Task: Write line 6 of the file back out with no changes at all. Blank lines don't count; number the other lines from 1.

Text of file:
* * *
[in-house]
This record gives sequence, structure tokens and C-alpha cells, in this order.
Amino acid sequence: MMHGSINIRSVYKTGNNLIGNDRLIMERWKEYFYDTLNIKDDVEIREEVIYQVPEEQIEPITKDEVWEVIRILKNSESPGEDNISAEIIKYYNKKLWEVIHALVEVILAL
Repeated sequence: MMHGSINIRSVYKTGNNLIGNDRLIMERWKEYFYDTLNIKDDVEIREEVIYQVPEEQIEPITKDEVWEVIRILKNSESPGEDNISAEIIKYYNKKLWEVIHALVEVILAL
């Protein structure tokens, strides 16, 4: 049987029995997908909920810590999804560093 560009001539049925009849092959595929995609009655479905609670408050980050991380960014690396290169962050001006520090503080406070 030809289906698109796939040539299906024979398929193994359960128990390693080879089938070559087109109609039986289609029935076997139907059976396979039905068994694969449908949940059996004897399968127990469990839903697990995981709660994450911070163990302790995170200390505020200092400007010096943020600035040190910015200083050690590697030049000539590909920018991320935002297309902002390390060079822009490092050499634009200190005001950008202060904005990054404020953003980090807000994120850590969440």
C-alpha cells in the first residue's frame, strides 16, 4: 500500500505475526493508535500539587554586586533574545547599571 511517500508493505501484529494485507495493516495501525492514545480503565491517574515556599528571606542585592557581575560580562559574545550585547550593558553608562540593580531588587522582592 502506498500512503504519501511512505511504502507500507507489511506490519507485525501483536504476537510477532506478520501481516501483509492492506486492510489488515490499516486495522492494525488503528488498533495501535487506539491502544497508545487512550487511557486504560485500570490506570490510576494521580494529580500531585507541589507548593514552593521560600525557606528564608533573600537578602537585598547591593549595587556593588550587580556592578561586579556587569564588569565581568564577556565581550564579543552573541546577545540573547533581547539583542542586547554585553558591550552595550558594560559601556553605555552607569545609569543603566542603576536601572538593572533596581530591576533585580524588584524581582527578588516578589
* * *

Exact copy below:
C-alpha cells in the first residue's frame, strides 16, 4: 500500500505475526493508535500539587554586586533574545547599571 511517500508493505501484529494485507495493516495501525492514545480503565491517574515556599528571606542585592557581575560580562559574545550585547550593558553608562540593580531588587522582592 502506498500512503504519501511512505511504502507500507507489511506490519507485525501483536504476537510477532506478520501481516501483509492492506486492510489488515490499516486495522492494525488503528488498533495501535487506539491502544497508545487512550487511557486504560485500570490506570490510576494521580494529580500531585507541589507548593514552593521560600525557606528564608533573600537578602537585598547591593549595587556593588550587580556592578561586579556587569564588569565581568564577556565581550564579543552573541546577545540573547533581547539583542542586547554585553558591550552595550558594560559601556553605555552607569545609569543603566542603576536601572538593572533596581530591576533585580524588584524581582527578588516578589